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Given the UUIDv4 08ab4280-0043-4630-b4c7-a5393083546c which hashes to 27fd3a1ea8a58bd06cced89927fadffbb2f4815203723e5cd4ab18acbe37b659.

How feasible is it to crack a SHA256 of an unsalted UUIDv4? The lack of salt shouldn't be relevant given that we're already dealing with a random string.

Assuming the attacker knows that the secret is a UUIDv4 and that it's using lowercase alphabetical characters.

  • well, it's called a one-way function for a reason... – dandavis Apr 16 '19 at 18:21
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Assuming the UUIDv4 is generated with a CSPRNG (this is not guaranteed), it will have 122 bits of entropy. This is only 64 times easier than brute-forcing a 128 bit key, so it's still plenty far into the realm of impossible in our lifetime, even for a nation state (barring quantum computers fast enough to perform on the order of 261 hash operations with Grover's algorithm).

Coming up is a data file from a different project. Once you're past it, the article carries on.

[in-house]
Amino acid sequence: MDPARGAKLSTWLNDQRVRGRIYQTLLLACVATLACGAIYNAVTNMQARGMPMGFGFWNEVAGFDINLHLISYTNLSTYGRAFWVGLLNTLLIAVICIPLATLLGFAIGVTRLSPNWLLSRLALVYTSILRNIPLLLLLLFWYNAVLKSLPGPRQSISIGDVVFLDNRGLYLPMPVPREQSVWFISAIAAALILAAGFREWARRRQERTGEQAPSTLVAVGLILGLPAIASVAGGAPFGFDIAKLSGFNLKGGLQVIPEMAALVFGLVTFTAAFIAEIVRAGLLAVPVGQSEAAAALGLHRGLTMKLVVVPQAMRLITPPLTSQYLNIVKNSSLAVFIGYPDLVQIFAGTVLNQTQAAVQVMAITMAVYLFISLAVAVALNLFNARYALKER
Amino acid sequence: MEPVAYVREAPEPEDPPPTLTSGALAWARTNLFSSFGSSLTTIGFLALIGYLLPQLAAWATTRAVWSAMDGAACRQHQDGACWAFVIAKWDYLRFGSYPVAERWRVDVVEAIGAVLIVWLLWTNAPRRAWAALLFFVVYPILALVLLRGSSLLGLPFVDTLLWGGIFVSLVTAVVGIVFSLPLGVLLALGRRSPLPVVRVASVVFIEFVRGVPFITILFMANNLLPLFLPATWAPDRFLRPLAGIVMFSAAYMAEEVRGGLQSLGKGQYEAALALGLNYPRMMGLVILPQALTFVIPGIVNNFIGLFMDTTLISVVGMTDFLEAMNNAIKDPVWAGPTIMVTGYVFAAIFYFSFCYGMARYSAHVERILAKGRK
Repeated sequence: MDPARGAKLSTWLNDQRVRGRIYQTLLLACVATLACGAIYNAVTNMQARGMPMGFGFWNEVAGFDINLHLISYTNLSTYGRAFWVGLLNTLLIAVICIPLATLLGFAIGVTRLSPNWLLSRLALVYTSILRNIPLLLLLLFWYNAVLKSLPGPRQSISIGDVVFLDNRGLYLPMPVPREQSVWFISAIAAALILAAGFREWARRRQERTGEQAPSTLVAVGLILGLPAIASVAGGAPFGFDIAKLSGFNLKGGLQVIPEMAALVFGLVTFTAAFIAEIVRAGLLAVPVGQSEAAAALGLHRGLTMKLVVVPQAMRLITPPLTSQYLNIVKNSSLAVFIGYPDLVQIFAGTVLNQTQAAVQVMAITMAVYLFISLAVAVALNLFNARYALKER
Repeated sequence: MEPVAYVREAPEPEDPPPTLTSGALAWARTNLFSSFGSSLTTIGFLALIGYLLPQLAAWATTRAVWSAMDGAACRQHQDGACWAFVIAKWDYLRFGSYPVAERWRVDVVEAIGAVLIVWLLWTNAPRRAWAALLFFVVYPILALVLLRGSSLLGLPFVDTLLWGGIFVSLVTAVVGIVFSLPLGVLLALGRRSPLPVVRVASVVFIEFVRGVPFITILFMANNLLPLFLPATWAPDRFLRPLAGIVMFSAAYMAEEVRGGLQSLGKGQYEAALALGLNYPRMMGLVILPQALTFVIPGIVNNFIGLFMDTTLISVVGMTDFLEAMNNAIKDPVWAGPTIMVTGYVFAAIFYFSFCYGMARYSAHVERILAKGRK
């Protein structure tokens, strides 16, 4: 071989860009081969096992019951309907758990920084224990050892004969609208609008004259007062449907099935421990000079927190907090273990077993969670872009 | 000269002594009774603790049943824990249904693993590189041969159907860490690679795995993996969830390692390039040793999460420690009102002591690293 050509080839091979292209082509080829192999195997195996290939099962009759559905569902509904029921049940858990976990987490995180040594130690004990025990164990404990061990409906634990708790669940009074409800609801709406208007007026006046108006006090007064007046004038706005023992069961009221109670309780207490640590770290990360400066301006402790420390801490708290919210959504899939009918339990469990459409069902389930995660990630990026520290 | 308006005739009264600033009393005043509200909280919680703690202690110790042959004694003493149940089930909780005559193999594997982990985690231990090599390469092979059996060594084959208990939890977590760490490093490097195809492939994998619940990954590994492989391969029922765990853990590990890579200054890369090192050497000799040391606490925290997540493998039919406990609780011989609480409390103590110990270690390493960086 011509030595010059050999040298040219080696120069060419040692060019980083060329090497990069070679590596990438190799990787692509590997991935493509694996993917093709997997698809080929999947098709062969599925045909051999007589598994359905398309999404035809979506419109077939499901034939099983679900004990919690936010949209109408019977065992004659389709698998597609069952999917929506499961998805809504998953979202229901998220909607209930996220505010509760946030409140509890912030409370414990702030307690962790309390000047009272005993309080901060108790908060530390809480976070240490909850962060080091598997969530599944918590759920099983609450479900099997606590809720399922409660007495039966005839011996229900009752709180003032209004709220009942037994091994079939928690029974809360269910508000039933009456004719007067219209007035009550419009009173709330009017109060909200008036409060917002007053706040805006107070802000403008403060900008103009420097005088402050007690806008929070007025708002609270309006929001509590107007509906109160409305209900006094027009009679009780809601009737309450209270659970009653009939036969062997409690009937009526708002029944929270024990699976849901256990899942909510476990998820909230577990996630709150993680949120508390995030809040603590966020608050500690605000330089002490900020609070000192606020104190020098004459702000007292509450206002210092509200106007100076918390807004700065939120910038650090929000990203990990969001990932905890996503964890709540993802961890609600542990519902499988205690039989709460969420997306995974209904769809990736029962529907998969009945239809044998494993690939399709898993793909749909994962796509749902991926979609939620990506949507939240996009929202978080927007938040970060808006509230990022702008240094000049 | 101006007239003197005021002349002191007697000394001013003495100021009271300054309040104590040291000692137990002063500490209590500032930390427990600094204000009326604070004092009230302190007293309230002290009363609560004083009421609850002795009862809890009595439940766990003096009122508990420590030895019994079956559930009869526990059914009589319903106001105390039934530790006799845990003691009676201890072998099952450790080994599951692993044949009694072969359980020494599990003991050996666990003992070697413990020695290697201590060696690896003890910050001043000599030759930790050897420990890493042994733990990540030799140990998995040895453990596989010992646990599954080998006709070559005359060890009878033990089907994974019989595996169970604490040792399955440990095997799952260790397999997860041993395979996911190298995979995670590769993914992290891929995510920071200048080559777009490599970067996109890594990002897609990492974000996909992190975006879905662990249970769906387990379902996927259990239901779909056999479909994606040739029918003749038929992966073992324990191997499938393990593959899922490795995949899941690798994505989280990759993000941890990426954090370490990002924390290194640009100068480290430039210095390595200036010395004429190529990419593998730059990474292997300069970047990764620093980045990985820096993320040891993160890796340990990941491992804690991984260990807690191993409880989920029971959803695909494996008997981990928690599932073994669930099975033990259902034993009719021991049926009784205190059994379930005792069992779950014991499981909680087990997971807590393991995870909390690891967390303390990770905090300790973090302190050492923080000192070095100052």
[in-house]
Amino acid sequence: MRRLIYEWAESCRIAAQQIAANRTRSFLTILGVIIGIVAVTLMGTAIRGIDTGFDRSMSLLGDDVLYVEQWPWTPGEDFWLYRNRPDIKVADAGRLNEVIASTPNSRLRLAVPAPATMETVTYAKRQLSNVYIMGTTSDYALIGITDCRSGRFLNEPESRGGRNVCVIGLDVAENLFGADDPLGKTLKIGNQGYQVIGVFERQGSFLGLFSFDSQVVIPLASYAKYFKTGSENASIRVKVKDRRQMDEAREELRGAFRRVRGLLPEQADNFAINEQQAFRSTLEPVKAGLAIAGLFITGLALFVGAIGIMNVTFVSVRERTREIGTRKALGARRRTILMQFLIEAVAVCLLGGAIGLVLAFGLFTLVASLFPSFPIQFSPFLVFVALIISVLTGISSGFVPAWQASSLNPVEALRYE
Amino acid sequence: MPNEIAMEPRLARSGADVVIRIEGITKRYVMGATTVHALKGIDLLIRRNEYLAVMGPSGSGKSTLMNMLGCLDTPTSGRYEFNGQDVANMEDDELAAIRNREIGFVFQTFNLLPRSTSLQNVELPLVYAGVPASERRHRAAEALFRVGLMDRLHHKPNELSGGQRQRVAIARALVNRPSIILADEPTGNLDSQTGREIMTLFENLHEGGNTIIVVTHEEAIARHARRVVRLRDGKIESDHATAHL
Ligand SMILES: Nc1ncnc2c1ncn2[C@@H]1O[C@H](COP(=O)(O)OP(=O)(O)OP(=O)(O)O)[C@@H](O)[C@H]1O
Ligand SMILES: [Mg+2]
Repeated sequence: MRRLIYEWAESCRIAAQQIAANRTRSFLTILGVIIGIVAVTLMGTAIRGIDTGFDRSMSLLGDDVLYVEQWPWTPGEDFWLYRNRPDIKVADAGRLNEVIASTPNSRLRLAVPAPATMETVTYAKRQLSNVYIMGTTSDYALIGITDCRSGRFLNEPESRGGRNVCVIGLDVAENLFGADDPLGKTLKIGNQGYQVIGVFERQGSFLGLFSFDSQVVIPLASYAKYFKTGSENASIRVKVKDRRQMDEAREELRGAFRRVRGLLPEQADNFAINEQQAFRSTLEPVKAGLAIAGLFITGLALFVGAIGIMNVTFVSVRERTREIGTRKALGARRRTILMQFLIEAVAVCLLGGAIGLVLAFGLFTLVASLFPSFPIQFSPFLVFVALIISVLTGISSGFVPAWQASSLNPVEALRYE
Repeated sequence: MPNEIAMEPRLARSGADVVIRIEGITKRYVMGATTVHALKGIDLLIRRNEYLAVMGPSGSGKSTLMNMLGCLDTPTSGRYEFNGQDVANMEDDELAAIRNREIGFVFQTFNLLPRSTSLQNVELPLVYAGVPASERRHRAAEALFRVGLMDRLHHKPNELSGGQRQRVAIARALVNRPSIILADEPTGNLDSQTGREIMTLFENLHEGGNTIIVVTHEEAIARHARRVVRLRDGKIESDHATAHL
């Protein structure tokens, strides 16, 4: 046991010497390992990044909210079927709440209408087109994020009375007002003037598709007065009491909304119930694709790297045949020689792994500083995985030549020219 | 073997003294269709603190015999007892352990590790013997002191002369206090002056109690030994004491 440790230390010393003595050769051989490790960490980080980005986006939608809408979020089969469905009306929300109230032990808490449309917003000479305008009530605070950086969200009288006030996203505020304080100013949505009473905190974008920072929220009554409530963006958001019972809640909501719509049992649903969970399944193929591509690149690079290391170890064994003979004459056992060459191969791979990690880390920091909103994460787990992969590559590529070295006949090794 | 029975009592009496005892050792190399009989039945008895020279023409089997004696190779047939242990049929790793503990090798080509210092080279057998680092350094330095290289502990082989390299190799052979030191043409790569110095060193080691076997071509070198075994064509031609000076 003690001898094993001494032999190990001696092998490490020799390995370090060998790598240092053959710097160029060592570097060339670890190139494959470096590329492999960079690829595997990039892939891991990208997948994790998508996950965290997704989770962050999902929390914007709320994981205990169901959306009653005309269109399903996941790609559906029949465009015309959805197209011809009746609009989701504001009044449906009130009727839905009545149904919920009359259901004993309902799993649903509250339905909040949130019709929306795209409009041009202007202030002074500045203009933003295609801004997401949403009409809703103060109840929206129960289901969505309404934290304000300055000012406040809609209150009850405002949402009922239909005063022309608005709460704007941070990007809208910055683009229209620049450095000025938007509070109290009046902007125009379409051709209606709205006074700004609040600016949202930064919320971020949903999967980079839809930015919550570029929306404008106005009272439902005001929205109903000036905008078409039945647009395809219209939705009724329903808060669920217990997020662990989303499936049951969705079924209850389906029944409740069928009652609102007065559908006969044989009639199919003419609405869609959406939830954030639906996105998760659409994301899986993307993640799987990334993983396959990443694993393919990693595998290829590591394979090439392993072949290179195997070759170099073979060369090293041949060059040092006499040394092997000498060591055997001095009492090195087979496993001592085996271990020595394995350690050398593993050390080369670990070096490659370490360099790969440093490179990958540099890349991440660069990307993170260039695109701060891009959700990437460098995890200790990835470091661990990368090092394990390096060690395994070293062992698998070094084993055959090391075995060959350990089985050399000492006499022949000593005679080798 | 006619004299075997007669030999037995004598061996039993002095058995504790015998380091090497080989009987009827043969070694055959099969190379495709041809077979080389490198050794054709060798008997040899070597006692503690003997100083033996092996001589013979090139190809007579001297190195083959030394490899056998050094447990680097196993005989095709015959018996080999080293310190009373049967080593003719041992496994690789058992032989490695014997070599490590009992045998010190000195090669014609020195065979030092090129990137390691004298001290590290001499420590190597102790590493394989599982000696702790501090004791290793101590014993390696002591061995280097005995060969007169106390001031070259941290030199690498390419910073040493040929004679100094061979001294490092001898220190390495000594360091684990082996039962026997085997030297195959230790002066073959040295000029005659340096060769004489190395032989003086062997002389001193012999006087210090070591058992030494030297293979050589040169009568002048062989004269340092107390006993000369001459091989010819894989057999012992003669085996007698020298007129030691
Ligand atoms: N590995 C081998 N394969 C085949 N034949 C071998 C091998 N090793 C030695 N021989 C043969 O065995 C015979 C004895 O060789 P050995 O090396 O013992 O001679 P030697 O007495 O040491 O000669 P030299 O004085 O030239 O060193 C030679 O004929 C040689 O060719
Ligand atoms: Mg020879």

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There are 2122 possible v4 (variant 1) UUIDs (from Wikipedia). It doesn't really matter what representation of them you use - there are still the same number of values, and you can presumably assume that the attacker knows the format being hashed and can transform or add dashes as required.

Given that 12 completely random characters used as a password are infeasible to crack, and that is merely 9612 (assuming 96 potential characters, based on a standard keyboard), you get a good indication of why the UUID is unlikely to be guessed.

The 12 random character password has 612709757329767000000000 (ish) potential values. The UUID has 5316911983139660000000000000000000000 (ish) potential values (all values from Excel, which is not designed for such large values!). For reference, the 66 in the UUID count corresponds to the 61 in the password count.

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    Because OP is hashing the UUID with SHA-256, there are technically fewer than 2^122 possible resulting hashes. Not that it matters from a realistic security standpoint, though... – forest Apr 17 '19 at 3:38

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